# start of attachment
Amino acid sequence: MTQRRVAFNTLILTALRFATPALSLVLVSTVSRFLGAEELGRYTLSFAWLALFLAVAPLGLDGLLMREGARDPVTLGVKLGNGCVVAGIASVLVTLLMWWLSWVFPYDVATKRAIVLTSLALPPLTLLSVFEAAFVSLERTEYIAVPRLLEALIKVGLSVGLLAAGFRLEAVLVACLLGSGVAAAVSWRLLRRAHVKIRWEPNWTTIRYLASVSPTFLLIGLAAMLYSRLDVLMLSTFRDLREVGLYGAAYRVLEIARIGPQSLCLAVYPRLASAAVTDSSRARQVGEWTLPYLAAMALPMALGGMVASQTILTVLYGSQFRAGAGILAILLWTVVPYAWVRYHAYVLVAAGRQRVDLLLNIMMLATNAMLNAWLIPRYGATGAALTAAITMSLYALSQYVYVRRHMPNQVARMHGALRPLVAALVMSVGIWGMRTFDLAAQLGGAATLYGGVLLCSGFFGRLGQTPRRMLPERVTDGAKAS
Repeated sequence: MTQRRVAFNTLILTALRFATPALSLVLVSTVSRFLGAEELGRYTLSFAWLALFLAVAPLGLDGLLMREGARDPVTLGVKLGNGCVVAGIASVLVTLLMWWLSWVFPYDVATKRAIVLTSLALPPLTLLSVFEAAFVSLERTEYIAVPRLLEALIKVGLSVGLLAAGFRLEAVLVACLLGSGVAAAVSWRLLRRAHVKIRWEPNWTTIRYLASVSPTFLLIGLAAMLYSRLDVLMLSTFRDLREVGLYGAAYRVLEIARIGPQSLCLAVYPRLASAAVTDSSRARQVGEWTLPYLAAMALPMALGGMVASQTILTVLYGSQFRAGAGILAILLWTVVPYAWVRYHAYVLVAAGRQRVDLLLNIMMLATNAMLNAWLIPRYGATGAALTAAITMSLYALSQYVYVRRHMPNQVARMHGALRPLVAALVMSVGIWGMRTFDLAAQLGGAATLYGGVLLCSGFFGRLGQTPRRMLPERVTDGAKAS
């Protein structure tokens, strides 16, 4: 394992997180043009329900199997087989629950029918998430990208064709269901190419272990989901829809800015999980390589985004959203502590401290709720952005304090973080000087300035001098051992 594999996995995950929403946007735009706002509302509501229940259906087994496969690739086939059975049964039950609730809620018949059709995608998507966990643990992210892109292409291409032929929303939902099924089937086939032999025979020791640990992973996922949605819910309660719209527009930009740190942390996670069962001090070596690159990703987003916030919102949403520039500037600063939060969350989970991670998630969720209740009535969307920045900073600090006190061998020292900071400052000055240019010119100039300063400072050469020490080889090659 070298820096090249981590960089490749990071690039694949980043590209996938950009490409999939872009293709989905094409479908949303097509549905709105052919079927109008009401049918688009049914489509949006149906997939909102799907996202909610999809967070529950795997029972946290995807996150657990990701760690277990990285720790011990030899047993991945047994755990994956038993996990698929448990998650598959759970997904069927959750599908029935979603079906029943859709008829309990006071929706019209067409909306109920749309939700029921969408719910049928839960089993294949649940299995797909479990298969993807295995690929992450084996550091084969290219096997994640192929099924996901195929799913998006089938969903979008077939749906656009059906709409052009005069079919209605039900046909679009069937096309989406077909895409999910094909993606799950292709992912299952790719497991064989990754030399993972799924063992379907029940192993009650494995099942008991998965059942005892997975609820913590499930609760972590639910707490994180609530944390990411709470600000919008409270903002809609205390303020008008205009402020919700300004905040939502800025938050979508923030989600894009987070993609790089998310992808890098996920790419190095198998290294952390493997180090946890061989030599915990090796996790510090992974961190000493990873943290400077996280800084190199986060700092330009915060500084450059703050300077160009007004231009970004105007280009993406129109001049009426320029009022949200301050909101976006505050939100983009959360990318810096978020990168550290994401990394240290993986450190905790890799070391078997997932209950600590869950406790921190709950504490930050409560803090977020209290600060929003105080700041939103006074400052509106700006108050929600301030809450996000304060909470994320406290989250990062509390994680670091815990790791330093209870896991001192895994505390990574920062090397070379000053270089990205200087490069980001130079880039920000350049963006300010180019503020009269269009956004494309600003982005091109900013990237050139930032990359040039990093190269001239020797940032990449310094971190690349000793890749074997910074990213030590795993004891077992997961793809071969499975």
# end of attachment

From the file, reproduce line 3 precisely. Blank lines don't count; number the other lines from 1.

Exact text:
């Protein structure tokens, strides 16, 4: 394992997180043009329900199997087989629950029918998430990208064709269901190419272990989901829809800015999980390589985004959203502590401290709720952005304090973080000087300035001098051992 594999996995995950929403946007735009706002509302509501229940259906087994496969690739086939059975049964039950609730809620018949059709995608998507966990643990992210892109292409291409032929929303939902099924089937086939032999025979020791640990992973996922949605819910309660719209527009930009740190942390996670069962001090070596690159990703987003916030919102949403520039500037600063939060969350989970991670998630969720209740009535969307920045900073600090006190061998020292900071400052000055240019010119100039300063400072050469020490080889090659 070298820096090249981590960089490749990071690039694949980043590209996938950009490409999939872009293709989905094409479908949303097509549905709105052919079927109008009401049918688009049914489509949006149906997939909102799907996202909610999809967070529950795997029972946290995807996150657990990701760690277990990285720790011990030899047993991945047994755990994956038993996990698929448990998650598959759970997904069927959750599908029935979603079906029943859709008829309990006071929706019209067409909306109920749309939700029921969408719910049928839960089993294949649940299995797909479990298969993807295995690929992450084996550091084969290219096997994640192929099924996901195929799913998006089938969903979008077939749906656009059906709409052009005069079919209605039900046909679009069937096309989406077909895409999910094909993606799950292709992912299952790719497991064989990754030399993972799924063992379907029940192993009650494995099942008991998965059942005892997975609820913590499930609760972590639910707490994180609530944390990411709470600000919008409270903002809609205390303020008008205009402020919700300004905040939502800025938050979508923030989600894009987070993609790089998310992808890098996920790419190095198998290294952390493997180090946890061989030599915990090796996790510090992974961190000493990873943290400077996280800084190199986060700092330009915060500084450059703050300077160009007004231009970004105007280009993406129109001049009426320029009022949200301050909101976006505050939100983009959360990318810096978020990168550290994401990394240290993986450190905790890799070391078997997932209950600590869950406790921190709950504490930050409560803090977020209290600060929003105080700041939103006074400052509106700006108050929600301030809450996000304060909470994320406290989250990062509390994680670091815990790791330093209870896991001192895994505390990574920062090397070379000053270089990205200087490069980001130079880039920000350049963006300010180019503020009269269009956004494309600003982005091109900013990237050139930032990359040039990093190269001239020797940032990449310094971190690349000793890749074997910074990213030590795993004891077992997961793809071969499975």